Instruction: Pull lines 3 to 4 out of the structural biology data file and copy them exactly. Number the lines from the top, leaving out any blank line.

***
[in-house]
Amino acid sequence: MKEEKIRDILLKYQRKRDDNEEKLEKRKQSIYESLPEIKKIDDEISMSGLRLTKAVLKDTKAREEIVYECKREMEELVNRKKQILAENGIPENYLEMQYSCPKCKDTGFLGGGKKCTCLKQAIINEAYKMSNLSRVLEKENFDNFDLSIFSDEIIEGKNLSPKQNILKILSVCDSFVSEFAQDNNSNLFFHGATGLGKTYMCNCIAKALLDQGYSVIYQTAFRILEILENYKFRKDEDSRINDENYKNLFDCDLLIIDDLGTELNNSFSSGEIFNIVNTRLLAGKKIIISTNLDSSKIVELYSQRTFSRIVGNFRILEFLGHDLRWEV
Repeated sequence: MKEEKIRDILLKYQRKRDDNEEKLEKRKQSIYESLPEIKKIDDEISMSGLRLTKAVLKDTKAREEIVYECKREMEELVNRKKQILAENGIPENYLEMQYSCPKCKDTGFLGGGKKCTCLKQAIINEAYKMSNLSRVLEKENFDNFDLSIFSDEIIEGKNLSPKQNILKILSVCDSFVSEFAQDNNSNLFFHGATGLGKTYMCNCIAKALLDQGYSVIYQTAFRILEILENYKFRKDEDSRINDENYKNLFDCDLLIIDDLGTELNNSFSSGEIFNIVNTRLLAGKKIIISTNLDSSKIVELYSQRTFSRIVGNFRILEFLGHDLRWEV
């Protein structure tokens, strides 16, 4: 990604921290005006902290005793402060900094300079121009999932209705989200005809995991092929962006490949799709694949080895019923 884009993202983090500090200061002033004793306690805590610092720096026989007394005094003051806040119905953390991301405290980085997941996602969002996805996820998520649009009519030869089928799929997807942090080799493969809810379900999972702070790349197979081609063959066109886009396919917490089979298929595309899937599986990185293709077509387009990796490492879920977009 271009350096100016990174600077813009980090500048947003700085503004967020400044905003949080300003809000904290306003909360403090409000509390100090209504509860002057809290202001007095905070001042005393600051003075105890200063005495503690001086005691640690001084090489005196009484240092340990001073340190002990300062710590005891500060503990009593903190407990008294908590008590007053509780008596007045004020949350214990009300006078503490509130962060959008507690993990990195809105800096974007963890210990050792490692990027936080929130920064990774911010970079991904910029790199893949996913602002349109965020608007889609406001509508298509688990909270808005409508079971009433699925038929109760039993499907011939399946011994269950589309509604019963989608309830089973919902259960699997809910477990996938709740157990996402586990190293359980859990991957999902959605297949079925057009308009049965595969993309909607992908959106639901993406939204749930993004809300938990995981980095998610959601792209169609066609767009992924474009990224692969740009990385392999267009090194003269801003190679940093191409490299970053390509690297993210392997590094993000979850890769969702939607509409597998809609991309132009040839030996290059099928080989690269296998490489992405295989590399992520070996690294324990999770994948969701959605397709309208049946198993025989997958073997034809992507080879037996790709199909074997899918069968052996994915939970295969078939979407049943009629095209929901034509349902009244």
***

Repeated sequence: MKEEKIRDILLKYQRKRDDNEEKLEKRKQSIYESLPEIKKIDDEISMSGLRLTKAVLKDTKAREEIVYECKREMEELVNRKKQILAENGIPENYLEMQYSCPKCKDTGFLGGGKKCTCLKQAIINEAYKMSNLSRVLEKENFDNFDLSIFSDEIIEGKNLSPKQNILKILSVCDSFVSEFAQDNNSNLFFHGATGLGKTYMCNCIAKALLDQGYSVIYQTAFRILEILENYKFRKDEDSRINDENYKNLFDCDLLIIDDLGTELNNSFSSGEIFNIVNTRLLAGKKIIISTNLDSSKIVELYSQRTFSRIVGNFRILEFLGHDLRWEV
């Protein structure tokens, strides 16, 4: 990604921290005006902290005793402060900094300079121009999932209705989200005809995991092929962006490949799709694949080895019923 884009993202983090500090200061002033004793306690805590610092720096026989007394005094003051806040119905953390991301405290980085997941996602969002996805996820998520649009009519030869089928799929997807942090080799493969809810379900999972702070790349197979081609063959066109886009396919917490089979298929595309899937599986990185293709077509387009990796490492879920977009 271009350096100016990174600077813009980090500048947003700085503004967020400044905003949080300003809000904290306003909360403090409000509390100090209504509860002057809290202001007095905070001042005393600051003075105890200063005495503690001086005691640690001084090489005196009484240092340990001073340190002990300062710590005891500060503990009593903190407990008294908590008590007053509780008596007045004020949350214990009300006078503490509130962060959008507690993990990195809105800096974007963890210990050792490692990027936080929130920064990774911010970079991904910029790199893949996913602002349109965020608007889609406001509508298509688990909270808005409508079971009433699925038929109760039993499907011939399946011994269950589309509604019963989608309830089973919902259960699997809910477990996938709740157990996402586990190293359980859990991957999902959605297949079925057009308009049965595969993309909607992908959106639901993406939204749930993004809300938990995981980095998610959601792209169609066609767009992924474009990224692969740009990385392999267009090194003269801003190679940093191409490299970053390509690297993210392997590094993000979850890769969702939607509409597998809609991309132009040839030996290059099928080989690269296998490489992405295989590399992520070996690294324990999770994948969701959605397709309208049946198993025989997958073997034809992507080879037996790709199909074997899918069968052996994915939970295969078939979407049943009629095209929901034509349902009244």